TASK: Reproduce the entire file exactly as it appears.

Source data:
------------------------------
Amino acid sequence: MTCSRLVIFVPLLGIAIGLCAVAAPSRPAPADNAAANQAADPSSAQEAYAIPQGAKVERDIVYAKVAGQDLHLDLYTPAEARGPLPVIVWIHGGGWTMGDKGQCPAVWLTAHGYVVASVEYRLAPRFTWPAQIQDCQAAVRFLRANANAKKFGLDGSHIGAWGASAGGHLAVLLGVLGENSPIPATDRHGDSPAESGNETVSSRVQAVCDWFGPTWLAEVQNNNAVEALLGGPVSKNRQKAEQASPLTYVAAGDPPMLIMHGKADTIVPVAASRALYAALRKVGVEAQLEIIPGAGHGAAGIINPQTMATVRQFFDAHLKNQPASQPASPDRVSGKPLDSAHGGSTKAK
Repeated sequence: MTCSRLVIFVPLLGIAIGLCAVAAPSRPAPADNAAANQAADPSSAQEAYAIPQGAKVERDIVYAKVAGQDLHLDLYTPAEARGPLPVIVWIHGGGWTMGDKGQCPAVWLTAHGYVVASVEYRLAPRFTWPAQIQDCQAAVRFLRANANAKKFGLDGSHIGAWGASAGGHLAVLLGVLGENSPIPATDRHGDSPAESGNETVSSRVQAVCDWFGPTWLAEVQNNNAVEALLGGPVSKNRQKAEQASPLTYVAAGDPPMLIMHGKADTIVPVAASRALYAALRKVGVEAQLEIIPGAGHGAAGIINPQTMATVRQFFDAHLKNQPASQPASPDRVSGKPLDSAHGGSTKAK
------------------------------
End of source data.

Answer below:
Amino acid sequence: MTCSRLVIFVPLLGIAIGLCAVAAPSRPAPADNAAANQAADPSSAQEAYAIPQGAKVERDIVYAKVAGQDLHLDLYTPAEARGPLPVIVWIHGGGWTMGDKGQCPAVWLTAHGYVVASVEYRLAPRFTWPAQIQDCQAAVRFLRANANAKKFGLDGSHIGAWGASAGGHLAVLLGVLGENSPIPATDRHGDSPAESGNETVSSRVQAVCDWFGPTWLAEVQNNNAVEALLGGPVSKNRQKAEQASPLTYVAAGDPPMLIMHGKADTIVPVAASRALYAALRKVGVEAQLEIIPGAGHGAAGIINPQTMATVRQFFDAHLKNQPASQPASPDRVSGKPLDSAHGGSTKAK
Repeated sequence: MTCSRLVIFVPLLGIAIGLCAVAAPSRPAPADNAAANQAADPSSAQEAYAIPQGAKVERDIVYAKVAGQDLHLDLYTPAEARGPLPVIVWIHGGGWTMGDKGQCPAVWLTAHGYVVASVEYRLAPRFTWPAQIQDCQAAVRFLRANANAKKFGLDGSHIGAWGASAGGHLAVLLGVLGENSPIPATDRHGDSPAESGNETVSSRVQAVCDWFGPTWLAEVQNNNAVEALLGGPVSKNRQKAEQASPLTYVAAGDPPMLIMHGKADTIVPVAASRALYAALRKVGVEAQLEIIPGAGHGAAGIINPQTMATVRQFFDAHLKNQPASQPASPDRVSGKPLDSAHGGSTKAK